PESOS POSSE Dependence A 3rd party is a required intermediary within the PESOS approach. When the 3rd party platform is down or disappears completely, publishers lose their ability to post new content or retrieve old content. No dependence, as the 3rd party service is an optional endpoint, not a required intermediary. Canonical Non-canonical: the data on the 3rd party is the original and copies on your domain may have to cite 3rd party URLs. Canonical: you have full control over URLs and host the original data. The 3rd party could cite the original URL. Quality Pulling data from 3rd parties services could reduce its quality. For example, images could be degraded or downsized. Full control over the quality of assets on your own site. Ease of use, implementation and maintenance 3rd party platforms make it really easy for users to publish content and you can still benefit from that. For example, you can easily upload images from your phone. The complexity inherent to the PESOS approach includes developing an infrastructure to curate archival copies to your own domain. The POSSE strategy can be significantly more work for the site owner, especially if you want comparable ease of use to 3rd party platforms. A higher level of technical expertise and time investment is likely required.

The goal of this analysis was to understand the pros and cons of how I can own my own content on https://dri.es. While PESOS would be much easier to implement, I decided to go with POSSE. My next step is to figure out my "POSSE plan"; how to quickly and easily share status updates on my Drupal site, how to syndicate them to 3rd party services, how to re-organize my mailing list and RSS feed, and more. If you have any experience with implementing POSSE, feel free to share your takeaways in the comments.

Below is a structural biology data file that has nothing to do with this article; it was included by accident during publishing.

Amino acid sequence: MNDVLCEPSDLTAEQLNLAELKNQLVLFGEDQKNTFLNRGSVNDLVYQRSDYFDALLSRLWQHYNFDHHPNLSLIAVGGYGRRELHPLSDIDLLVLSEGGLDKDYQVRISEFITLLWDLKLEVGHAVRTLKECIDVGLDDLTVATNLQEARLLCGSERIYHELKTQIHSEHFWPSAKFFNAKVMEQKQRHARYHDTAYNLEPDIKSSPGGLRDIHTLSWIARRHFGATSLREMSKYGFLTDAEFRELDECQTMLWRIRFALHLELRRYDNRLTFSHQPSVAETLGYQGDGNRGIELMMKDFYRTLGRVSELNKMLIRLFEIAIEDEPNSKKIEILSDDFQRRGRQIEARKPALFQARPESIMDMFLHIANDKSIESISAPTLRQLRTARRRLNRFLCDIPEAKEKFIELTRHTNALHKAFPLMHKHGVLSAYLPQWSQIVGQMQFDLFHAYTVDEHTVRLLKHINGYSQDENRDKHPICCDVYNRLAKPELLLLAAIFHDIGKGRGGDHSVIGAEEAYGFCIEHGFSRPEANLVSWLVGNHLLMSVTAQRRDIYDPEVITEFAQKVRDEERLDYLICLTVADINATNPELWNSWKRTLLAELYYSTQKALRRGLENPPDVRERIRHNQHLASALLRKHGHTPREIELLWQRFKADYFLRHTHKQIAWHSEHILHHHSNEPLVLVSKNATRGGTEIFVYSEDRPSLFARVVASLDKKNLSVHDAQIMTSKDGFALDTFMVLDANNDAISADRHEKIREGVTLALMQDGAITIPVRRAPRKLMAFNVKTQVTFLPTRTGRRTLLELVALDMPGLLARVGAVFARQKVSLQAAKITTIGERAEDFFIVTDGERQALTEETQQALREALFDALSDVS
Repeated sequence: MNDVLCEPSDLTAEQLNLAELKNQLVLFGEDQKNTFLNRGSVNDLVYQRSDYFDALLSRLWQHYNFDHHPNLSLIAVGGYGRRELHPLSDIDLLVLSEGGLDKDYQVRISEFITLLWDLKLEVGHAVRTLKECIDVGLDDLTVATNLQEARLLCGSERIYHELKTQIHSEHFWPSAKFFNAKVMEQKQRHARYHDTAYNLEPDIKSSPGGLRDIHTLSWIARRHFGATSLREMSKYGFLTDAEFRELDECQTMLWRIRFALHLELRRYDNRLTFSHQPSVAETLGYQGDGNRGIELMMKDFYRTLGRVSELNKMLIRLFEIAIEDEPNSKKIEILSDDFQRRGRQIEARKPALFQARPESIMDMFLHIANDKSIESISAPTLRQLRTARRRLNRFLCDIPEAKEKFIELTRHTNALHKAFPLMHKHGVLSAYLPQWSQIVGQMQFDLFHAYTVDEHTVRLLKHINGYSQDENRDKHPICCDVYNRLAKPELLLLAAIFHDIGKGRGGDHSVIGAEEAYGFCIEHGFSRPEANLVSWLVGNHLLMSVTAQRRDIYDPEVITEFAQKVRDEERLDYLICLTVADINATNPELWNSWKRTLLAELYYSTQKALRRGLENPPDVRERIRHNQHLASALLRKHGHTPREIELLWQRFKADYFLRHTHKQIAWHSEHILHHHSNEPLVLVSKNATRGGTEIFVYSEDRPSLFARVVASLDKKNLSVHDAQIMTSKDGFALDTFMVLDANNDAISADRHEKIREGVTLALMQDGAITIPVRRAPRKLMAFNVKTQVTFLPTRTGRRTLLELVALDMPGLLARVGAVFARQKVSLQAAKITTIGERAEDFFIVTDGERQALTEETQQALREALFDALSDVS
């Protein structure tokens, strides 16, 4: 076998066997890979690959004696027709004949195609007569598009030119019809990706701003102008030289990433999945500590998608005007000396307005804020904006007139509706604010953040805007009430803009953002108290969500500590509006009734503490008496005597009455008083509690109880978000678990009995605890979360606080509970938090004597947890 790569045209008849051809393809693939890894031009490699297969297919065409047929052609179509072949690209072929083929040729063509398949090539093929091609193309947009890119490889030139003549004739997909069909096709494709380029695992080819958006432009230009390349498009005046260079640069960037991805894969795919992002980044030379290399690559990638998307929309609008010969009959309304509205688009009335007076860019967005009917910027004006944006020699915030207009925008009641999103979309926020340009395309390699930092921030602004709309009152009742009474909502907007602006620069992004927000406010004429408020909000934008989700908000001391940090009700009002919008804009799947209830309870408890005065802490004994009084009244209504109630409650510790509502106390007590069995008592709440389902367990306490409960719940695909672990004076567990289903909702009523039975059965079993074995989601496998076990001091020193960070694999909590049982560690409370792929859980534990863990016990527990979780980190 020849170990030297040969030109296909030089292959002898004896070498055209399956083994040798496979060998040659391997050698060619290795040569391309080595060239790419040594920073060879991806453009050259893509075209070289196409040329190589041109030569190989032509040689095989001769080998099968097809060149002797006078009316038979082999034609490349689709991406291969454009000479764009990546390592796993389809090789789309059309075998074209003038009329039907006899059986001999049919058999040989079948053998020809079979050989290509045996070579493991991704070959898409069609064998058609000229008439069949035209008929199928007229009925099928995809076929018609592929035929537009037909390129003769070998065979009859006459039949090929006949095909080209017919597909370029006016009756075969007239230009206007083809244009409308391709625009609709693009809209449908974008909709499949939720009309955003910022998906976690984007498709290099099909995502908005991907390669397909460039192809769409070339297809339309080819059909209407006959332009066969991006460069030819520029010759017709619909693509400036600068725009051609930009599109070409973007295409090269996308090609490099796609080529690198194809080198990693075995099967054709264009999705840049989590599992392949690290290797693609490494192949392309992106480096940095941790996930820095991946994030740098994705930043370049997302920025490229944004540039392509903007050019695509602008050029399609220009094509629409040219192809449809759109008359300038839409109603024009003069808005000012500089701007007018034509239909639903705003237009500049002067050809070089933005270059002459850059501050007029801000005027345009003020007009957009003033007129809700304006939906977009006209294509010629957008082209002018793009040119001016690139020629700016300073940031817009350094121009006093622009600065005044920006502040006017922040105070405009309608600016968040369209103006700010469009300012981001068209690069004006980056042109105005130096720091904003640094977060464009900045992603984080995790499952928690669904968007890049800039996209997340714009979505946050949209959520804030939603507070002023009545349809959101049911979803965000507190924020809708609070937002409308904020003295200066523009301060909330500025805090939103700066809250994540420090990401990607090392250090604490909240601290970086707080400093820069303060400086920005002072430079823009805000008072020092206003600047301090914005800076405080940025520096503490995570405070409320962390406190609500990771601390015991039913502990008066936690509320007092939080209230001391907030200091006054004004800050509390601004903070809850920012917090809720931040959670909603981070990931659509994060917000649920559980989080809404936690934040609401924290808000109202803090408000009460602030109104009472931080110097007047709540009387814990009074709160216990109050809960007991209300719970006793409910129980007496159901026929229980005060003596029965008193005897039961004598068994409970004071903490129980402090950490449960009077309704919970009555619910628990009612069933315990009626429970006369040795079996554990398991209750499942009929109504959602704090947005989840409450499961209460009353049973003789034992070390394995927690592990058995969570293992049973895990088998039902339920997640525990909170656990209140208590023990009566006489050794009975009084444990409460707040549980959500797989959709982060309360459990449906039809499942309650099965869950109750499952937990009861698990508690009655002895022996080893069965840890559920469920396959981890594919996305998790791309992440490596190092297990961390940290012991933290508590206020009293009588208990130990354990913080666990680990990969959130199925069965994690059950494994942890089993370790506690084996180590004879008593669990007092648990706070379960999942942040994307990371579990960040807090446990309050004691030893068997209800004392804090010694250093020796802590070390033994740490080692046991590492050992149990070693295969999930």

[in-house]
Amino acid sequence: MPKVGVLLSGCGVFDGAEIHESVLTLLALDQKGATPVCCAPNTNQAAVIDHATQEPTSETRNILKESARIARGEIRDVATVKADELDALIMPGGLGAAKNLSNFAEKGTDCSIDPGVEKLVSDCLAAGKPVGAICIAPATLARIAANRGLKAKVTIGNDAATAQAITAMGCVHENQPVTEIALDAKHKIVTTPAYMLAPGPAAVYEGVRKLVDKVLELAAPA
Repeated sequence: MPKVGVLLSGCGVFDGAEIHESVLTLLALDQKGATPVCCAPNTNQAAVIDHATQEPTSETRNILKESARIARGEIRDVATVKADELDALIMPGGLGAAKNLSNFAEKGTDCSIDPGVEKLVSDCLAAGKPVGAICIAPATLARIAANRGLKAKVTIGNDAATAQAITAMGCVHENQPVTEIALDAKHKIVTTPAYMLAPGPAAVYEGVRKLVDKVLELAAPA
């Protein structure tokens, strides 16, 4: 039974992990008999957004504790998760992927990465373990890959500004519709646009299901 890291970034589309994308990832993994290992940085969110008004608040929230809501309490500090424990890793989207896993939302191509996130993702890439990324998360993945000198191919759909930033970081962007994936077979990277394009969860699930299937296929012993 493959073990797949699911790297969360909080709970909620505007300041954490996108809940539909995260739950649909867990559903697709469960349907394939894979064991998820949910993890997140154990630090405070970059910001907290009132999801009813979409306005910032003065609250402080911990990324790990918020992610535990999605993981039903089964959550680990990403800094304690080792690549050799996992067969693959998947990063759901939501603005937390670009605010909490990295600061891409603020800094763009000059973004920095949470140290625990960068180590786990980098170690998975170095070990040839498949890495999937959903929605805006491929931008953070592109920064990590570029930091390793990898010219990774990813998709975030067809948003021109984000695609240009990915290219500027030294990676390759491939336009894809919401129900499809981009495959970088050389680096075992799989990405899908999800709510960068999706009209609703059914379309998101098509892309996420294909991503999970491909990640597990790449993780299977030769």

Categories: Drupal CMS

Valuebound: How to Implement Faceted search with Solr in Drupal 8?

Drupal.org aggregator - Mon, 02/05/2018 - 20:48

Sometimes we need to implement a search functionality that looks similar to some of the renowned e-commerce site search (like Amazon, Flipkart and so on) as per the category, types and all.  For this kind of search, Facet is a good option. So what exactly Faceted search is?

Facet is a module, in Drupal 8, that provides a facility to arrange all the search results as per the category. Basically, it is an arrangement of search results based on categories, content type on indexed terms and content type.

Why we use Facets?

There are various reasons a Facet can be used:

  • It provides a drill-down search facility.
  • It can be used with default search and Solr as well.
  • It shows a number of item count for each…
Categories: Drupal CMS

Roy Scholten: Core strengths

Drupal.org aggregator - Mon, 02/05/2018 - 15:28
06 Feb 2018 Core strengths

The Designing Connected Content book has arrived. “Plan and model digital products for today and tomorrow.” I have yet to dive in but I see Drupal screenshots and lists of field types like entity reference, long text (formatted), boolean, number (float), etc.